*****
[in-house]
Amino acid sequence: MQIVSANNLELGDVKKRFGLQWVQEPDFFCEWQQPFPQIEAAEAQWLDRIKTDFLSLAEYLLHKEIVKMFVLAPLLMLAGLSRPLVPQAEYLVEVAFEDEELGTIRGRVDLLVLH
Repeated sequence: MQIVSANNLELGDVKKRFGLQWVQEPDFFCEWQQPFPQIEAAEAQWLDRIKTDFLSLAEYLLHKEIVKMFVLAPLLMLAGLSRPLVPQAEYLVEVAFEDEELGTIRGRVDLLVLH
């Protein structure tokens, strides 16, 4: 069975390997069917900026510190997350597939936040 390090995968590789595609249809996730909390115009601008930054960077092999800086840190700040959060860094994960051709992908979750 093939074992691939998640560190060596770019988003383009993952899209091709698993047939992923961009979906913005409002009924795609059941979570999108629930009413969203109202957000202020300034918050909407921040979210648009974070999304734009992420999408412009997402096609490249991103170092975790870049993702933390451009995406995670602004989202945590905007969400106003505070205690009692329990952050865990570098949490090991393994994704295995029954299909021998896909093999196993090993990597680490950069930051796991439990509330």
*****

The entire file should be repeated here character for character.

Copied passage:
[in-house]
Amino acid sequence: MQIVSANNLELGDVKKRFGLQWVQEPDFFCEWQQPFPQIEAAEAQWLDRIKTDFLSLAEYLLHKEIVKMFVLAPLLMLAGLSRPLVPQAEYLVEVAFEDEELGTIRGRVDLLVLH
Repeated sequence: MQIVSANNLELGDVKKRFGLQWVQEPDFFCEWQQPFPQIEAAEAQWLDRIKTDFLSLAEYLLHKEIVKMFVLAPLLMLAGLSRPLVPQAEYLVEVAFEDEELGTIRGRVDLLVLH
């Protein structure tokens, strides 16, 4: 069975390997069917900026510190997350597939936040 390090995968590789595609249809996730909390115009601008930054960077092999800086840190700040959060860094994960051709992908979750 093939074992691939998640560190060596770019988003383009993952899209091709698993047939992923961009979906913005409002009924795609059941979570999108629930009413969203109202957000202020300034918050909407921040979210648009974070999304734009992420999408412009997402096609490249991103170092975790870049993702933390451009995406995670602004989202945590905007969400106003505070205690009692329990952050865990570098949490090991393994994704295995029954299909021998896909093999196993090993990597680490950069930051796991439990509330």